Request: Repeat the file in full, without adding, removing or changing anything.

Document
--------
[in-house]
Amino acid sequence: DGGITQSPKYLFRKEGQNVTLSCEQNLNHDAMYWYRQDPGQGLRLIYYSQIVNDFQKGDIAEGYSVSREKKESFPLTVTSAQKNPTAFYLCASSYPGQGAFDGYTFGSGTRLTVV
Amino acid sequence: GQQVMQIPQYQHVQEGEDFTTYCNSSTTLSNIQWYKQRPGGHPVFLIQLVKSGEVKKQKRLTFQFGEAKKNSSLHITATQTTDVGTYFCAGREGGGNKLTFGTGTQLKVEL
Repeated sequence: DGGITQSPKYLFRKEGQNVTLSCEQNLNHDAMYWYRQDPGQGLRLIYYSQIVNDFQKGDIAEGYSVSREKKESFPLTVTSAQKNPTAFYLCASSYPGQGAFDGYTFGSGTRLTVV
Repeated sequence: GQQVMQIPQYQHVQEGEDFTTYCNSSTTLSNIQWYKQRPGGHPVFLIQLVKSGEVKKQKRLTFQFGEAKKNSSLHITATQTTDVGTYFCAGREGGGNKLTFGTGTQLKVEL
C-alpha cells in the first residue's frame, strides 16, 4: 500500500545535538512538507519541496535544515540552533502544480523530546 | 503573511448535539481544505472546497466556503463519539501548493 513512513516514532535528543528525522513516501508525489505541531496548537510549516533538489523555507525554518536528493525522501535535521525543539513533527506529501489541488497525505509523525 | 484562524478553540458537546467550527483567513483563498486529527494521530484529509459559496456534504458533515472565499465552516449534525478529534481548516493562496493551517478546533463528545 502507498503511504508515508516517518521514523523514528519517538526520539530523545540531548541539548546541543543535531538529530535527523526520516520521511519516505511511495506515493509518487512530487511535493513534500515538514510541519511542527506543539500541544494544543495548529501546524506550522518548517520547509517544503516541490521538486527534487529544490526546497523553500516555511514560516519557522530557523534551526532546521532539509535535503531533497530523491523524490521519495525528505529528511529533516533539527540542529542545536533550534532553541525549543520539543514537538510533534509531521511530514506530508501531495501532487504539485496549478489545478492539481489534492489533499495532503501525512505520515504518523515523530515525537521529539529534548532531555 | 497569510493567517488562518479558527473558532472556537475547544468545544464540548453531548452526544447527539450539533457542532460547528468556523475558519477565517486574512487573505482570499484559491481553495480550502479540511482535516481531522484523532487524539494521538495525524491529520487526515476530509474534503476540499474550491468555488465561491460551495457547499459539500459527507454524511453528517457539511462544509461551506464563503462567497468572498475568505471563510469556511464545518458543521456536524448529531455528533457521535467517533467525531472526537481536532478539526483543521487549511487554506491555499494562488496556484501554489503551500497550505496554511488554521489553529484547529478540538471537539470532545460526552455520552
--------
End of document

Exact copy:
[in-house]
Amino acid sequence: DGGITQSPKYLFRKEGQNVTLSCEQNLNHDAMYWYRQDPGQGLRLIYYSQIVNDFQKGDIAEGYSVSREKKESFPLTVTSAQKNPTAFYLCASSYPGQGAFDGYTFGSGTRLTVV
Amino acid sequence: GQQVMQIPQYQHVQEGEDFTTYCNSSTTLSNIQWYKQRPGGHPVFLIQLVKSGEVKKQKRLTFQFGEAKKNSSLHITATQTTDVGTYFCAGREGGGNKLTFGTGTQLKVEL
Repeated sequence: DGGITQSPKYLFRKEGQNVTLSCEQNLNHDAMYWYRQDPGQGLRLIYYSQIVNDFQKGDIAEGYSVSREKKESFPLTVTSAQKNPTAFYLCASSYPGQGAFDGYTFGSGTRLTVV
Repeated sequence: GQQVMQIPQYQHVQEGEDFTTYCNSSTTLSNIQWYKQRPGGHPVFLIQLVKSGEVKKQKRLTFQFGEAKKNSSLHITATQTTDVGTYFCAGREGGGNKLTFGTGTQLKVEL
C-alpha cells in the first residue's frame, strides 16, 4: 500500500545535538512538507519541496535544515540552533502544480523530546 | 503573511448535539481544505472546497466556503463519539501548493 513512513516514532535528543528525522513516501508525489505541531496548537510549516533538489523555507525554518536528493525522501535535521525543539513533527506529501489541488497525505509523525 | 484562524478553540458537546467550527483567513483563498486529527494521530484529509459559496456534504458533515472565499465552516449534525478529534481548516493562496493551517478546533463528545 502507498503511504508515508516517518521514523523514528519517538526520539530523545540531548541539548546541543543535531538529530535527523526520516520521511519516505511511495506515493509518487512530487511535493513534500515538514510541519511542527506543539500541544494544543495548529501546524506550522518548517520547509517544503516541490521538486527534487529544490526546497523553500516555511514560516519557522530557523534551526532546521532539509535535503531533497530523491523524490521519495525528505529528511529533516533539527540542529542545536533550534532553541525549543520539543514537538510533534509531521511530514506530508501531495501532487504539485496549478489545478492539481489534492489533499495532503501525512505520515504518523515523530515525537521529539529534548532531555 | 497569510493567517488562518479558527473558532472556537475547544468545544464540548453531548452526544447527539450539533457542532460547528468556523475558519477565517486574512487573505482570499484559491481553495480550502479540511482535516481531522484523532487524539494521538495525524491529520487526515476530509474534503476540499474550491468555488465561491460551495457547499459539500459527507454524511453528517457539511462544509461551506464563503462567497468572498475568505471563510469556511464545518458543521456536524448529531455528533457521535467517533467525531472526537481536532478539526483543521487549511487554506491555499494562488496556484501554489503551500497550505496554511488554521489553529484547529478540538471537539470532545460526552455520552